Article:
Project Value: £482,000
Contract Period: 12 weeks
Client: Manchester University NHS Foundation Trust
Property Tectonics were commissioned by the Trust to undertake a comprehensive review of the existing satellite decontamination units across the Wythenshawe Hospital site with the intention of providing a new centralised decontamination suite to maximise efficiencies, enable better compliance management and improve the overall service. We undertook the lead consultant, architectural design and CDM Principal Designer roles which included management of the design team including mechanical and electrical engineers, quantity surveyors whilst also assisting the trust in the appointment of specialists such as asbestos consultants and commercial drainage specialists. We coordinated the production of the tender documentation and managed the tender adjudication process undertaken by the project quantity surveyor and we worked closely with specialist external consultants in compliance of the new unit.
Property Tectonics coordinated and managed the design team from Conception (RIBA Stage 2) through to Handover (RIBA Stage 6). This included organising and chairing design team meetings and coordinating the various disciplines through the design development of the project. This included the production, development and sign off of room data sheets and accompanying floor plans and elevation drawings to ensure the detailed client requirements were fully captured.
It was imperative that the designs were carried out in accordance with specialist NHS best practice guidance on the design, adaptation or extension of healthcare buildings. We have a wealth of experience working in accordance with Health Building Notes (HBNs) and Health Technical Memoranda’s (HTMs) which fully satisfied this criteria.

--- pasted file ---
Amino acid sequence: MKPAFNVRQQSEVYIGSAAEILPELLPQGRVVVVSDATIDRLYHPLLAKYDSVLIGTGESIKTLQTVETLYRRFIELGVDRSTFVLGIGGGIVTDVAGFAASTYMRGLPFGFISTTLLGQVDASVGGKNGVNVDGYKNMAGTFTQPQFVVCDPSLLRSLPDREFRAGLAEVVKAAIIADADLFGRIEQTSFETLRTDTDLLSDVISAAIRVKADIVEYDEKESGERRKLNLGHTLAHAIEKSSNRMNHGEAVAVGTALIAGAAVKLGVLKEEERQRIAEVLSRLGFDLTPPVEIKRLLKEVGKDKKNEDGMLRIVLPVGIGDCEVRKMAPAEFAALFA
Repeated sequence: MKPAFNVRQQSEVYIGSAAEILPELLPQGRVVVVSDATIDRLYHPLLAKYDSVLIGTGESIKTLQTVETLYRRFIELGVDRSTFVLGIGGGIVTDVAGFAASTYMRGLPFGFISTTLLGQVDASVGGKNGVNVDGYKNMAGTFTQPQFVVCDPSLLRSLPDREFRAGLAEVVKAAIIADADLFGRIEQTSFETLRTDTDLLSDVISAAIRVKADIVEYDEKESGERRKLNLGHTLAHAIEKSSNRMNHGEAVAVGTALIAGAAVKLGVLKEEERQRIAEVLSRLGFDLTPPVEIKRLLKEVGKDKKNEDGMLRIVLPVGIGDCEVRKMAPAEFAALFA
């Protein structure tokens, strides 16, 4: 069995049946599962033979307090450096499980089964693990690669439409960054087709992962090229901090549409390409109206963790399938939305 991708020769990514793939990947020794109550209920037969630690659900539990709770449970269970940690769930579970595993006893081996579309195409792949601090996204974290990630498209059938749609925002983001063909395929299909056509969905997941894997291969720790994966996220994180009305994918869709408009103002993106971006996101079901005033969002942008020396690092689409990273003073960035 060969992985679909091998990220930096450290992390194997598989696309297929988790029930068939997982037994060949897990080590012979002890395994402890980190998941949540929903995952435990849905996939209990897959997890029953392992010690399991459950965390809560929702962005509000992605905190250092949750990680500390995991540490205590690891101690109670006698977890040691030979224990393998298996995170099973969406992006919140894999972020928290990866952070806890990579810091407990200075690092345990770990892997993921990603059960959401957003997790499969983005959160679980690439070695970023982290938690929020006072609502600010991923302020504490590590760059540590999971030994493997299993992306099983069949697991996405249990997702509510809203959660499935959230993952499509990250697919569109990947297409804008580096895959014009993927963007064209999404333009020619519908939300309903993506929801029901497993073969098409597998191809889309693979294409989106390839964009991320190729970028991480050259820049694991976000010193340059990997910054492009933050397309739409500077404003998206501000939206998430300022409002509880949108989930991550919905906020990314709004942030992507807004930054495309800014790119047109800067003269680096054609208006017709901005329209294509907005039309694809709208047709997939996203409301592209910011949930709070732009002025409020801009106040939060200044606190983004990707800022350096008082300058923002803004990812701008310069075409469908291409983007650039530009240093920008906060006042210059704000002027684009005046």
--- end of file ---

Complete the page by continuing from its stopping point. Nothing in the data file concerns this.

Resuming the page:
During the construction phase, we undertook the contract administration role and were responsible for issuing of variations, contract instructions and interim certificate for payments. We monitored the site works in terms of progress, quality and accordance with the specification, liaising closely with the main contractor. During the construction phase we chaired the monthly progress meetings, where important project information was reported to the various stakeholders. On completion of the works, our role included the issue of Practical Completion and coordination of the final certificates and agreement of the final account.
The number of stakeholders involved in such a complex and key project to the operational hospital site meant that strict adherence to the project programme was required to ensure that key sign off dates were achieved. pt managed the design team and maintained the required level of progress to ensure timescales were achieved. Critically, any refurbishment work to the unit would lead to a period of downtime and a solution was required to keep this crucial service operation on the hospital site. During the original project, this was achieved by keeping the individual satellite units operational until project completion and undertake a transfer of the services. However, with the newly created centralised unit, further options were required to be explored. An agreement was made to utilise a combination of mobile endoscope decontamination unit and office facility and reallocation of associated services to the wider NHS sites to alleviate the number of scopes requiring reprocessing.
This solution was short term, both due to the high costs of the mobile unit and the ability for the adjacent NHS sites to manage with the additional capacity – the project programme is therefore critical.
The original project was a great success, coming in under budget and completing on time. It is interesting that we have been able to revisit the original project having been reappointed to carry out its next phase of refurbishment and once again work with the project team. The project has been a major success and the newly created centralised decontamination suite has been able to operate in excess of its anticipated capacity leading, as the efficient building layout has enabled an increase in endoscope (and similar) throughput. This increased throughput means that the Automated Endoscope Reprocessors (AERs) have reached the end of their useful life ahead of schedule (due to an increased number of cycles).
It is testament to the original project success that we have been reappointed to engage with the client and end users and undertake the next phase of refurbishment work.